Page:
DS: I am deeply sorry about your tragic loss. It makes losing the World Series seem like such a minor thing.

 

CW: Yes, it does. But you know, I’ve won seven seconds and one first in the World Series. I won the $5,000 limit hold’em championship and bracelet in 1991; took second a few years ago in the $1,500 no-limit hold’em; finished second in deuce-to-seven twice; won second in the $1,000 hold’em event years ago; and two years ago (2000) I took third in the $2,000 pot-limit hold’em tournament for $65,000.

 

DS: Tell us about playing with Jack Keller and Jesse Alto at the final table in 1984.

 

CW: That’s the year I took second in the $10,000 big event. Bobby Baldwin wrote an article about the bluff I pulled on Jesse Alto at the final table. It was me and Jesse and Jack Keller, and Jesse had all the chips. He was just raising every pot, you know. So I decided that on the next hand, I was either gonna get broke or whatever. So I put in a couple of big bets to bluff him and then I bet him $200,000 on the end.

 

There were something like two kings and a nine out there and Jesse must’ve held me up for five minutes – he held ’em, held ’em, held ’em with all the cameras running. I looked over at my boy and I winked and all that.

 

Finally, Jesse threw his hand in and I showed him my 5-3 offsuit. He went nuts. I’d known Jesse for a long time, knew the way he was. He dumped off all his chips on the next deal to Jack. He had $600,000 and dumped them all off to Jack! So, Bobby Baldwin wrote a magazine article saying that I won the World Series for Jack Keller with one of the biggest bluffs of all time.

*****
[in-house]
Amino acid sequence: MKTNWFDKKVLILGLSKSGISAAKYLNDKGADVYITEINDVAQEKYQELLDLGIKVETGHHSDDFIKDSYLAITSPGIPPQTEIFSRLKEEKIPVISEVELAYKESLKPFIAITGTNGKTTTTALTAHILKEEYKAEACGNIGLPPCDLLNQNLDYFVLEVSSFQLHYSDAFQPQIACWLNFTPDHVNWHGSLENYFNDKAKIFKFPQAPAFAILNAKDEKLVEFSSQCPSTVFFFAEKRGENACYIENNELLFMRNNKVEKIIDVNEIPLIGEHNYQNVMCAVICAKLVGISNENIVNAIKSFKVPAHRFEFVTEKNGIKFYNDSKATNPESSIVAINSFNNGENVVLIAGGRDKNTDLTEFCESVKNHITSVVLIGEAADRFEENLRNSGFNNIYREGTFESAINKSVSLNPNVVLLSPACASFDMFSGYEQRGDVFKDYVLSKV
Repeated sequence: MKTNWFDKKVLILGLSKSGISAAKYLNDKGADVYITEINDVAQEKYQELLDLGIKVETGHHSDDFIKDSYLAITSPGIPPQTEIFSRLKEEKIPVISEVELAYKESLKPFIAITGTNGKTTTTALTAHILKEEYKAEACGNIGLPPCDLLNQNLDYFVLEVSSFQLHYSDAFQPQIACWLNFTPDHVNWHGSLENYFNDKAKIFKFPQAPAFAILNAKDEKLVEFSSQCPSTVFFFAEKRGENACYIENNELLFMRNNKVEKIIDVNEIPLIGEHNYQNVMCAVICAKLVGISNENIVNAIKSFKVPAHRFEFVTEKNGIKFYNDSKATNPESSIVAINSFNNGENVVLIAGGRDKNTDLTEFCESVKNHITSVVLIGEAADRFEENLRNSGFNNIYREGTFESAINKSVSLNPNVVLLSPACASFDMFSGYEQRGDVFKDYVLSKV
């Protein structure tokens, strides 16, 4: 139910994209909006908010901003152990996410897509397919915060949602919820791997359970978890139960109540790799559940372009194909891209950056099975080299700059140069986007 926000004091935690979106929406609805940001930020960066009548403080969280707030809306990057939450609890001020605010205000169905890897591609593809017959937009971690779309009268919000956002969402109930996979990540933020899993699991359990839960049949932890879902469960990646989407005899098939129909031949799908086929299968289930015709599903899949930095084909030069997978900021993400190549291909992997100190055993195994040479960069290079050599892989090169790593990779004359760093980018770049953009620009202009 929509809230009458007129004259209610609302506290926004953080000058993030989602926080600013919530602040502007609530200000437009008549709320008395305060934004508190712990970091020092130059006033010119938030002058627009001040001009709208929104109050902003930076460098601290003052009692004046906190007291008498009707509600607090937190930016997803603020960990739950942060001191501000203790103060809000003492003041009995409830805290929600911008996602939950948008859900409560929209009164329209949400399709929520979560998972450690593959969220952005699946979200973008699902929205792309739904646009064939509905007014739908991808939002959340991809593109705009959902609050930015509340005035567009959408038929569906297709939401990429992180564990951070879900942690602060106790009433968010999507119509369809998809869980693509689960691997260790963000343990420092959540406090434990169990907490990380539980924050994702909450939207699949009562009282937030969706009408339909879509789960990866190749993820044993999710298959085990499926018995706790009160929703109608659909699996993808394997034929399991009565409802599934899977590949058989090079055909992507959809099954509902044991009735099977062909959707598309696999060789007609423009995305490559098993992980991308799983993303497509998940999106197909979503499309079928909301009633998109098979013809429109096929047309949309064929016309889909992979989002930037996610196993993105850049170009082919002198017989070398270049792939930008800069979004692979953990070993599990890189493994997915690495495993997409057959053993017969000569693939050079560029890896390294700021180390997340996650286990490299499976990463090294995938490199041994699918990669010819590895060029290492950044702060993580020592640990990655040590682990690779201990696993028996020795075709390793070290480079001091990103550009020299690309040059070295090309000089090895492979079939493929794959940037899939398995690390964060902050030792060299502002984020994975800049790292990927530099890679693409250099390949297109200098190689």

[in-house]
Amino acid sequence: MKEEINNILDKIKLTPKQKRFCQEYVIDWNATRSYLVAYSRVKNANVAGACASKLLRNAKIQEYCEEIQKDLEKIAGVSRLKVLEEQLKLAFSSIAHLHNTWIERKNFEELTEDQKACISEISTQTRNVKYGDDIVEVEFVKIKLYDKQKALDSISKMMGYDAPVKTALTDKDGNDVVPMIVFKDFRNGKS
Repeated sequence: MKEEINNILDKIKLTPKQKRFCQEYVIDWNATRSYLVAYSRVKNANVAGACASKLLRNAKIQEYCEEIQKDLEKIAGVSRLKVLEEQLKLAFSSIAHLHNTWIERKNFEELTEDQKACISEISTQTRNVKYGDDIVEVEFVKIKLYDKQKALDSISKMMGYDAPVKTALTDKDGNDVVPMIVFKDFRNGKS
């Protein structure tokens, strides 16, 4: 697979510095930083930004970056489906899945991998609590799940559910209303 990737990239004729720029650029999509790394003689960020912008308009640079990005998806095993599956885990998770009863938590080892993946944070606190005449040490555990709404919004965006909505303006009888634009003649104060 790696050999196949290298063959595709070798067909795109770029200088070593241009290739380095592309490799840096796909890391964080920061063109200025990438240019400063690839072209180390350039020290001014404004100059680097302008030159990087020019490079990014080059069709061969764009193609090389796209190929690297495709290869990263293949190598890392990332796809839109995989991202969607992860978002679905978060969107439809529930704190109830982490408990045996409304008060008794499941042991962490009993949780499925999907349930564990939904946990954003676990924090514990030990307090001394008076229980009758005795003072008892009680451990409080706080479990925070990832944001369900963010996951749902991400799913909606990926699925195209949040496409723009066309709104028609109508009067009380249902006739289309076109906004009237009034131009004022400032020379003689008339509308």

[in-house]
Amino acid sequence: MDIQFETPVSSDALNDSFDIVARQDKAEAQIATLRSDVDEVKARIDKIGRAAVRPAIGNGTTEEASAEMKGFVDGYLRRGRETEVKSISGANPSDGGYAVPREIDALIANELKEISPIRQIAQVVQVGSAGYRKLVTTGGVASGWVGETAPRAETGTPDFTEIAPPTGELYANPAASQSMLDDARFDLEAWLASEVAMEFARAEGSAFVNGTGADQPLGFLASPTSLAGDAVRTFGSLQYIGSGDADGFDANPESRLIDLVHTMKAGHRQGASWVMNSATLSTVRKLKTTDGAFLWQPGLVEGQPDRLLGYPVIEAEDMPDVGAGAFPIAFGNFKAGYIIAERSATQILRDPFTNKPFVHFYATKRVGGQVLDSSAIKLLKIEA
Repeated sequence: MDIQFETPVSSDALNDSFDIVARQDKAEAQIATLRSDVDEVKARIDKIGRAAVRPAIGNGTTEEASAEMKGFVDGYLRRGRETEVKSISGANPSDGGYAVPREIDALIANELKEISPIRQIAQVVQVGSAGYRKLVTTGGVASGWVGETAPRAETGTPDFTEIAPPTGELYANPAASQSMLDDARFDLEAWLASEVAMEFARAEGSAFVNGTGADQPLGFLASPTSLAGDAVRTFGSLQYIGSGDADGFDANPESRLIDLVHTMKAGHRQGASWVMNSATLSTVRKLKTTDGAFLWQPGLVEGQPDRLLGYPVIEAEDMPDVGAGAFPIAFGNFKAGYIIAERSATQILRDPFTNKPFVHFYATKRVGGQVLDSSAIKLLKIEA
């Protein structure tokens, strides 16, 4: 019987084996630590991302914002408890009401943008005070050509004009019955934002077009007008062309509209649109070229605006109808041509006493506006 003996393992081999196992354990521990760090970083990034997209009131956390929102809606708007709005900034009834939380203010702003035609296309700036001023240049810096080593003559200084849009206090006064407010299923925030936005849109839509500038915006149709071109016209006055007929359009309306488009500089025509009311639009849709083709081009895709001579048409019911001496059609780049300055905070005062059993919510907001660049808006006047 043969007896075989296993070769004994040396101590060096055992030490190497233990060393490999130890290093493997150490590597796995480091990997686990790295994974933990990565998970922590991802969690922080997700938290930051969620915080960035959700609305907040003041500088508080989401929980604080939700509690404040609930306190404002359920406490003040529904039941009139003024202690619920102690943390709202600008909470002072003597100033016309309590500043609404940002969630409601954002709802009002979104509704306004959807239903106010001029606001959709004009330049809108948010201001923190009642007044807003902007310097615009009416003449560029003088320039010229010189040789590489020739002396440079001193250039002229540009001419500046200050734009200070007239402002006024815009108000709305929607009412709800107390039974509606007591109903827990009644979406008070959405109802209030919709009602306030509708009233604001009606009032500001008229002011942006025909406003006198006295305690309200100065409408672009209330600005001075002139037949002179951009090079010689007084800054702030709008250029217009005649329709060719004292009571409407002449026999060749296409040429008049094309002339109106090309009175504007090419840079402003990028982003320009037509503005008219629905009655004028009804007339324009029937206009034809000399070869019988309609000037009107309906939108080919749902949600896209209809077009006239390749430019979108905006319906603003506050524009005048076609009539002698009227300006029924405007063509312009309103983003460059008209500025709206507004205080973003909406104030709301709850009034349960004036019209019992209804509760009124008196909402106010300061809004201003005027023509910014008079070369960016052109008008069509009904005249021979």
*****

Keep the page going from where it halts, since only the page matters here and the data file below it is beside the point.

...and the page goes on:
DS: You’ve recently taken up golf, haven’t you?

 

CW: Yes. I’ve had a lot of fun playing poker, but all I want to do now is settle in for three or four more years and enjoy my memories and play a little golf on a par three. I can’t hit the ball a long ways but I hit it pretty straight. I can’t practice on account of my back (rodeo took its toll on me physically), but I like to golf even if I have to stay in bed the next day.

 

DS: I hear that they can see you and Evelyn carting down the course from two miles away!

 

CW: That could be true. I have a golf cart that Evelyn decorated with red naugahyde upholstery, indoor-outdoor red carpet and fringe around the top. It’s painted like a Holstein bull, black horns on it, big eyes — it’ll stop traffic! We named it Ferdinand, looks like a bull coming down the street. Evelyn decorated her golf cart like the queen of diamonds, rhinestones on each side, purple seats

 

DS: Anything you’d like to say to the poker public?

 

CW: Yes, I wish all of you good luck. And don’t get too upset when you’re playing poker — it’s just a game, you know! I’ll bet I’ve been broke ten times more than anybody else down there in that joint where I play, but my daddy told me something that’s stuck with me. I’m usually real polite to poker players, you know, but this one guy just kept going on and on and finally I said to him, “Man, like my daddy told me years ago, I’d rather hear a sucker holler than a pretty gal sing.” He didn’t say much after that. Of course, I’ve always maintained that a good poker game is one that you’re beatin’, no matter what kind of game it is.